9/11 at 20 Years: A Great Nation Still Struggles Toward the Light
Every American can remember, like it was yesterday, the horrific day that soon became known simply for its date: 9/11.
Like the assassination of President John F. Kennedy, we remember where we were, what we were doing, when the terrible news burst through: that the twin towers of the World Trade Center in New York City had been hit — first one, then the other — by, as we soon learned, foreign terrorists weaponizing commercial airliners to strike at the world’s (at the time) sole superpower.
In Washington, D.C., my husband and I were sleeping in, having gotten in late the night before after driving cross-country 3,000 miles, when we were waked by a call from my cousin’s wife in Finland: “Are you alright, are you alright?” They had visited us and knew we lived not far from the Pentagon — which, Ursula breathlessly informed us, had just been hit by a plane: “America is under attack!” We rushed to our kitchen window, to see a sight we never could have conjured: the massive Pentagon on fire, sending up billowing clouds of black smoke high into the sky. The words, “The Capital City has been struck, the Capital City has been struck,” began cycling in my head. We turned on the TV and watched, hunched in horror, as first the south tower, then the north tower of the Trade Center collapsed. When an announcer fixed on the ripple effect of buildings as they collapse, I burst into sobs: “Those aren’t just buildings, those are people….”
In the days following, a reverence fell over the country. We glimpsed our best selves: Kindness broke out, as we reached out to friends, even strangers: “Are you alright?” An unphilosophical people, Americans became philosophical, pondering Life, Death, History. For a brief moment we felt unified — as one, under siege — as we spoke of our grief, as we admitted to fear. Fittingly, the requiems of Mozart and Verdi were heard often, as was chamber music. I knew the requiems could not go on forever — Americans can’t do dirges for long — but I hoped the mind-clearing, human-scale chamber music would. Because in the decade preceding 9/11 — after America won the Cold War over its mortal enemy the Soviet Union — American culture went (to put it perhaps simplistically) “wild and crazy.” Victorious, America became like a victorious Rome before its collapse: As the poet Virgil wrote of Rome, without significant external threat, “the path of virtue was abandoned for that of corruption.” In those somber and anxious days following 9/11, Hollywood, uncharacteristically decorous, delayed its new releases of violence, raunch, and “wild and crazy,” deeming it as “too soon.”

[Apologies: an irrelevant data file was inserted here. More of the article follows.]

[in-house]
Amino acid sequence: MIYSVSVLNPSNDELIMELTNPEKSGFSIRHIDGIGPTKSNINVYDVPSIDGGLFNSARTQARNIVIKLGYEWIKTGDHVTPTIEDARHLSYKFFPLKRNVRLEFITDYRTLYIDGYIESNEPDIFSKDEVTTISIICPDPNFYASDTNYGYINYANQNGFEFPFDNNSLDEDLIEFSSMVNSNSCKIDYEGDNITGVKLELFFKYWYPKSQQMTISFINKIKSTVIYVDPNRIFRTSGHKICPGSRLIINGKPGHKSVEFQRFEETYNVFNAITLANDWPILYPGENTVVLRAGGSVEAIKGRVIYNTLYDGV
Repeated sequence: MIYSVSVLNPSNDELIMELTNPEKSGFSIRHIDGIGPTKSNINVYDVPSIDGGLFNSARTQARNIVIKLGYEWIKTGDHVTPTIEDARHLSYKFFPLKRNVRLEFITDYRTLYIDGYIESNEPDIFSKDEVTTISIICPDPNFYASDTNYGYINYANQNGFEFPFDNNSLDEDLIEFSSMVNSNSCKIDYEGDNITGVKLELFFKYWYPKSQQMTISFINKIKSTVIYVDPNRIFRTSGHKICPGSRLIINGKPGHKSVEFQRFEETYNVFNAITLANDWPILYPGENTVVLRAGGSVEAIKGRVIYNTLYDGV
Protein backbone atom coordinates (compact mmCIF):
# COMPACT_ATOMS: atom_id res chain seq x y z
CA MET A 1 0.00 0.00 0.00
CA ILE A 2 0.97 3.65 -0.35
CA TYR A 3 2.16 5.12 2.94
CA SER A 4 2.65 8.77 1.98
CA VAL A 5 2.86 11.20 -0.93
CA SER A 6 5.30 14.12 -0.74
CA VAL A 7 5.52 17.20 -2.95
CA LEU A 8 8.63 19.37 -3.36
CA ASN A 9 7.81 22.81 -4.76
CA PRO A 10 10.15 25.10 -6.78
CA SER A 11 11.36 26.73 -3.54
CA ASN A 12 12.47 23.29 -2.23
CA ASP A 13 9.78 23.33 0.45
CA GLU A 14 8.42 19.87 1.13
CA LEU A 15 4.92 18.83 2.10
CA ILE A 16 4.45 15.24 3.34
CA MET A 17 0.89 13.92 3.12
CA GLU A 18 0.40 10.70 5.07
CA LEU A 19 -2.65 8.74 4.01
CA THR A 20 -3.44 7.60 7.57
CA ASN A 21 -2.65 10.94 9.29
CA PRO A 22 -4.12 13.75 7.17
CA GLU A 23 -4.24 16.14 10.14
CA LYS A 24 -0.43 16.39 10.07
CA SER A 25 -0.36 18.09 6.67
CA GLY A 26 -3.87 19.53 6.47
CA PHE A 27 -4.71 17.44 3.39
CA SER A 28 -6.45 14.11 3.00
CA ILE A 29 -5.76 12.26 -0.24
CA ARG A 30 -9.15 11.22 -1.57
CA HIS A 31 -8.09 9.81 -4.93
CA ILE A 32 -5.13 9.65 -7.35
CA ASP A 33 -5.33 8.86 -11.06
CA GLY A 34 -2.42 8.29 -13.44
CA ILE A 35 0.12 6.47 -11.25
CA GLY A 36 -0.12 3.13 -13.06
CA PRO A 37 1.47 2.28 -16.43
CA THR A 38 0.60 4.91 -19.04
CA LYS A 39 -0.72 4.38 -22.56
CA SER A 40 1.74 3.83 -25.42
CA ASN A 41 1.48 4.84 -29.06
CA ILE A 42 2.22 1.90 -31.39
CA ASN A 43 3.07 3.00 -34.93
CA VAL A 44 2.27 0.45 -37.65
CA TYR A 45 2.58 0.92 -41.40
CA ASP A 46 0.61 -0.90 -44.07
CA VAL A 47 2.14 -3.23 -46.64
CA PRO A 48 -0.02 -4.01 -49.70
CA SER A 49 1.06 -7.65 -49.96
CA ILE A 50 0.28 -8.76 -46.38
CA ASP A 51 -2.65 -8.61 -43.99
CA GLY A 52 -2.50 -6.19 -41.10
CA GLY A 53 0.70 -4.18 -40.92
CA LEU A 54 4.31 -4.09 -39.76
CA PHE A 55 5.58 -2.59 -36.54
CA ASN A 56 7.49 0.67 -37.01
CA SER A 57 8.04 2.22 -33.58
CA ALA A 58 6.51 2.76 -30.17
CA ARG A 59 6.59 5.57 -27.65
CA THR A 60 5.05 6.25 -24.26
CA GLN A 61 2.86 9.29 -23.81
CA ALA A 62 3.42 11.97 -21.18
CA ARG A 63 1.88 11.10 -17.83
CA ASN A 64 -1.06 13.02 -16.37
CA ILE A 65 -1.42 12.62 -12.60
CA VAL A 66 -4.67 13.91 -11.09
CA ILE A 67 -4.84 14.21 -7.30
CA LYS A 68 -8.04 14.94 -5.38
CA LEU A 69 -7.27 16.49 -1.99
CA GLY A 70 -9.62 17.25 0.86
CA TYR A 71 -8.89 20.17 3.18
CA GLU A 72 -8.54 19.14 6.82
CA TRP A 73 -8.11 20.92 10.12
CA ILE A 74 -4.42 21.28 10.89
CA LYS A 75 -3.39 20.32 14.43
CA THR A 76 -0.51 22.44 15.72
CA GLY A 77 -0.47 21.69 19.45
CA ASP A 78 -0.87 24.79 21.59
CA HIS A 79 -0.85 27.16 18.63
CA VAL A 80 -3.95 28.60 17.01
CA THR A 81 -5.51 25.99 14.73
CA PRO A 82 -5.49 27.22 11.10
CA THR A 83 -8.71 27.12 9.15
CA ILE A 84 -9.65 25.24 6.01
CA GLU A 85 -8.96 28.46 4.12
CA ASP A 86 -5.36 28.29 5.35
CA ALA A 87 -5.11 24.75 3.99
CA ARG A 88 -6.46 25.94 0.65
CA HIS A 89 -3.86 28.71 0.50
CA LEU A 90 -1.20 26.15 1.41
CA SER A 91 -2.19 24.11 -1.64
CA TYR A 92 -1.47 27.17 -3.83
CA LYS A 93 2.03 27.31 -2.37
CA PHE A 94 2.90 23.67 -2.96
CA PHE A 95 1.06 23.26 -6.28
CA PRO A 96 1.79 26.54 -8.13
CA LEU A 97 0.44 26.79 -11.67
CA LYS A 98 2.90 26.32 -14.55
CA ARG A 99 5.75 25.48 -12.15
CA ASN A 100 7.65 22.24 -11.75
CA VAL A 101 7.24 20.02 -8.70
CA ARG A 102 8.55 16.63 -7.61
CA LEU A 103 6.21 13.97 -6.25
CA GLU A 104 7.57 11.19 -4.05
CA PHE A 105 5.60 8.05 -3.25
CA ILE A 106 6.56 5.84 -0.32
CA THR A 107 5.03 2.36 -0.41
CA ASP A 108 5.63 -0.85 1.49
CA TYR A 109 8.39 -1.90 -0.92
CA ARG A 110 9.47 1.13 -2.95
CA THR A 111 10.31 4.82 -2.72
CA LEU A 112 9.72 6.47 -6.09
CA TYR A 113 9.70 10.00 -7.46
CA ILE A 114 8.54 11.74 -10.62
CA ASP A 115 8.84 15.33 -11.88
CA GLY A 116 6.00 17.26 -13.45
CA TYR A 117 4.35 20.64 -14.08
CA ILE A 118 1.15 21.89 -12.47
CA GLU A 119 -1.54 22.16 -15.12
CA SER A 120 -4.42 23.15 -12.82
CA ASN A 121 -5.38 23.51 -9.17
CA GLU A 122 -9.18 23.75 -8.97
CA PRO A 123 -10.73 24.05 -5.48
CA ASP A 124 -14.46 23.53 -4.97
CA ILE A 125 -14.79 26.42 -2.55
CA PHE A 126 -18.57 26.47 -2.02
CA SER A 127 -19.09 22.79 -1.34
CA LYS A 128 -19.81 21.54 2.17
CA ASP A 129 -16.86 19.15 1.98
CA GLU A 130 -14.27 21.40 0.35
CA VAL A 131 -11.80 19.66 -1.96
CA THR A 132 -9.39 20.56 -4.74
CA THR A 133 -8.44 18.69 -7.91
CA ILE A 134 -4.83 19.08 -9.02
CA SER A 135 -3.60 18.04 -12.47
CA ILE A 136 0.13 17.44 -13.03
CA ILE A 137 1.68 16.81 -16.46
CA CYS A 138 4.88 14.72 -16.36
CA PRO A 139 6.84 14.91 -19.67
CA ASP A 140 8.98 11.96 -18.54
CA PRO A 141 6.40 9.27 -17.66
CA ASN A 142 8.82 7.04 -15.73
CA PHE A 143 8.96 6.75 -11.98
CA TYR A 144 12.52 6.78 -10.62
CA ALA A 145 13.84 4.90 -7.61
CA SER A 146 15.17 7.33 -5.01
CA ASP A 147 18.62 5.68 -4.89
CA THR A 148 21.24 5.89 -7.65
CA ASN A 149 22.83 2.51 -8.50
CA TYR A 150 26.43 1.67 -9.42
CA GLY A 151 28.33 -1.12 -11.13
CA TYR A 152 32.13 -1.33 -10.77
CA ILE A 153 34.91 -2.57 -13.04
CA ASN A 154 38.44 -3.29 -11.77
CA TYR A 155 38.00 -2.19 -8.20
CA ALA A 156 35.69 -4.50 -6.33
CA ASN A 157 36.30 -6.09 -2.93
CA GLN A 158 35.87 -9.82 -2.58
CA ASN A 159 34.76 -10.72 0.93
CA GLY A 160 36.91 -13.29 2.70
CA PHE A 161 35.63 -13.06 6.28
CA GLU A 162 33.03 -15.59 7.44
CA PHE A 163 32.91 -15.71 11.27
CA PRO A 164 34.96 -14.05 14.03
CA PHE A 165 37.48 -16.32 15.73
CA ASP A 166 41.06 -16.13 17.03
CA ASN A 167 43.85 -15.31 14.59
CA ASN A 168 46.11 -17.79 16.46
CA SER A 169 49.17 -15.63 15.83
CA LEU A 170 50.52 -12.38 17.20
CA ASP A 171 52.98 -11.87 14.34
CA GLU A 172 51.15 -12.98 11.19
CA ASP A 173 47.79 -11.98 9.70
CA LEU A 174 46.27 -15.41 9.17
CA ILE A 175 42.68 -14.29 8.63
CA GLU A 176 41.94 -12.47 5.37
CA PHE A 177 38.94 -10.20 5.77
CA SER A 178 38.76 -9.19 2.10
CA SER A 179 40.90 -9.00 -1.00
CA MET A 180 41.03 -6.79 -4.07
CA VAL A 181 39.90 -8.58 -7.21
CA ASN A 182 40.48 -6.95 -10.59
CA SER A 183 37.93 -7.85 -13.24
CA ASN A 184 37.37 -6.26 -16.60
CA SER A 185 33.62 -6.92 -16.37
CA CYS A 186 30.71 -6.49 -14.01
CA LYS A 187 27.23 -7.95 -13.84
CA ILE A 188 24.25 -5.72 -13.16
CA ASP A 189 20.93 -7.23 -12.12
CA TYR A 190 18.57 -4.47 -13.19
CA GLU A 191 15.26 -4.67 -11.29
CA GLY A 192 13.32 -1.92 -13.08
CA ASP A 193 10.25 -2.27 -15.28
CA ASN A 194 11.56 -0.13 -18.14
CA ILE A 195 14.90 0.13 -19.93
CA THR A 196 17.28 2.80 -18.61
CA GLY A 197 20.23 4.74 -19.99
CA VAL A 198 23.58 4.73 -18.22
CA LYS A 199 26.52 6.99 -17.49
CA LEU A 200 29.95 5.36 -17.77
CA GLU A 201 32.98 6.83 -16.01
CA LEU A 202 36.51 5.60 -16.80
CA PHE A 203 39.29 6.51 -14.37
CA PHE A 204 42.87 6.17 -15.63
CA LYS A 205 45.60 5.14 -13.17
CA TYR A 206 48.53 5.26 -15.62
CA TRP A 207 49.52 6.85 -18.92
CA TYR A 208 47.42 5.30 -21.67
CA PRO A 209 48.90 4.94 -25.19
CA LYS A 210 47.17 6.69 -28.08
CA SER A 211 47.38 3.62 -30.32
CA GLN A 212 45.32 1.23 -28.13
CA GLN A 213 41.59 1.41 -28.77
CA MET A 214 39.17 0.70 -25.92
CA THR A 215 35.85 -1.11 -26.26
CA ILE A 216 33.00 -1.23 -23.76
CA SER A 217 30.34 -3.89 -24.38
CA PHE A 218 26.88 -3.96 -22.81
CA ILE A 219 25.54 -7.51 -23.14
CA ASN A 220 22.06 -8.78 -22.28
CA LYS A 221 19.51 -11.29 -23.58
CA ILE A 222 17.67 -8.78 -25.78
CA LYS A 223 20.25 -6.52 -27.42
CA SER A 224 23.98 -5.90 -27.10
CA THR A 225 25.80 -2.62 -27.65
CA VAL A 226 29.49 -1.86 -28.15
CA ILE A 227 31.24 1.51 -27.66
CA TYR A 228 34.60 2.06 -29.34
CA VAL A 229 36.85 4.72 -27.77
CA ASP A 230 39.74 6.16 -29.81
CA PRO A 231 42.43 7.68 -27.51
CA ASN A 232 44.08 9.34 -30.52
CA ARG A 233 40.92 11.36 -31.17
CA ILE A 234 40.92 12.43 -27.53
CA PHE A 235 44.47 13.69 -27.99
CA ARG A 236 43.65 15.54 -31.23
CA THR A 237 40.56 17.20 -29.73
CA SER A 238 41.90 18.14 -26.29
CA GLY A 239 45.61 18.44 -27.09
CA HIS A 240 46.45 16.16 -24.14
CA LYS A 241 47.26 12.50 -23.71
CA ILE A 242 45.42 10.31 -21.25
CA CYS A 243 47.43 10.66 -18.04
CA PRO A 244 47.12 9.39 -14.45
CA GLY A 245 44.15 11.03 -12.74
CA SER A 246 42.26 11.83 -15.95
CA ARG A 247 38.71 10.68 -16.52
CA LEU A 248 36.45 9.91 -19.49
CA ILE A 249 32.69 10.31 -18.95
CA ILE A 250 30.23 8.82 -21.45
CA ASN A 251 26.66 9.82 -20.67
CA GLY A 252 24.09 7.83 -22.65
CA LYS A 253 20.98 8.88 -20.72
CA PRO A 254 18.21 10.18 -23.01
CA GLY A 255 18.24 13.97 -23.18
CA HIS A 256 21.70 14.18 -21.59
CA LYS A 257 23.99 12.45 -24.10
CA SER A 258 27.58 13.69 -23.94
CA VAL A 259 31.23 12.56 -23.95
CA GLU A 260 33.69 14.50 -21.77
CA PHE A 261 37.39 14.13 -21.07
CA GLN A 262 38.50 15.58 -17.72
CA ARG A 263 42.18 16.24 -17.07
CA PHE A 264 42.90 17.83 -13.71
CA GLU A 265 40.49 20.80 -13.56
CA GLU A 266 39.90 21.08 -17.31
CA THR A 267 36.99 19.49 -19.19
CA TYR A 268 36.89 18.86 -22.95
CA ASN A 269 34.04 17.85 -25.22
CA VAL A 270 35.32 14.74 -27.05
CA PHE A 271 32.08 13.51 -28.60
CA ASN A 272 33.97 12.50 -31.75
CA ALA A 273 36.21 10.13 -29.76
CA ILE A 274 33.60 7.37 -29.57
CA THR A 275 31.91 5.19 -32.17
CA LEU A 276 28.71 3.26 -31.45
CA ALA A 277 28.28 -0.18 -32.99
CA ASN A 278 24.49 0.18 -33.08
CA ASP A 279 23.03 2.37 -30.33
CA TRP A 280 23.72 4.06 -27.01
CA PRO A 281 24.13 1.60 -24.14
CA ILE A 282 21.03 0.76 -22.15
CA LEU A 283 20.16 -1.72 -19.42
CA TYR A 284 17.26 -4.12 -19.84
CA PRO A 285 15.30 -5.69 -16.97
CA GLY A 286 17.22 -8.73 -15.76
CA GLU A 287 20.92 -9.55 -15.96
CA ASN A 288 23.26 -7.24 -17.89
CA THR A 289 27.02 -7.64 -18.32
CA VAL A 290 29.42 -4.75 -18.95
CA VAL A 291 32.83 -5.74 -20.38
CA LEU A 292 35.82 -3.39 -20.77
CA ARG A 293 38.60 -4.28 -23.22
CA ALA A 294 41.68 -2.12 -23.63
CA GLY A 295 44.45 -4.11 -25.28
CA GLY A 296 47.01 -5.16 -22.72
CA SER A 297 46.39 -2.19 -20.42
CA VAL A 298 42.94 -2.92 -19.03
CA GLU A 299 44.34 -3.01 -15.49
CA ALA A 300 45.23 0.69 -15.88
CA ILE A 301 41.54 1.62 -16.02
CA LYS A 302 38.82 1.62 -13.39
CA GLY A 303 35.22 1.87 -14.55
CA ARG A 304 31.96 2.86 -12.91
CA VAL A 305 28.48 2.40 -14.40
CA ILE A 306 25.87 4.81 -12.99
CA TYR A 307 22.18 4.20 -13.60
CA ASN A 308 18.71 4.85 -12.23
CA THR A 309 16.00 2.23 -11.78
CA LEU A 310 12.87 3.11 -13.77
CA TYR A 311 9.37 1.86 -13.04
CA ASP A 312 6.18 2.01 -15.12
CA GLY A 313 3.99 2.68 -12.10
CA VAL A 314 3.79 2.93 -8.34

But: Soon enough, “wild and crazy” was back — and then some — along with our saving antidote (about which, more later).
And now: We are 20 years after the day when supposedly “Everything changed.” Everything did change — and then some — though not necessarily for the better. Reviews are in on 9/11 at the 20-year mark and, in the main, they are not good, both in the opinion of experts and of the public.
Biggest change for the worse — and one few projected from that purified period just after 9/11: American democracy — or to give it its proper heft, American Democracy — itself is now hard under attack. And, still hard to believe: American Democracy is hard under attack, not from without, but from within: Instead of foreign terrorists inflicting injury on the world’s oldest democracy, it is domestic terrorists, pledging fealty to a proto-autocratic former President of the United States, who laid siege to the U.S. Capitol itself, on January 6 of this 20th year after 9/11. Furthermore, the party (Republicans) allied with this proto-autocrat, a dying party hellbent on regaining power, is now assiduously weaponizing the institutions of American Democracy — voting rights, rule of law, peaceful transfer of power — to lay waste to the very edifice itself.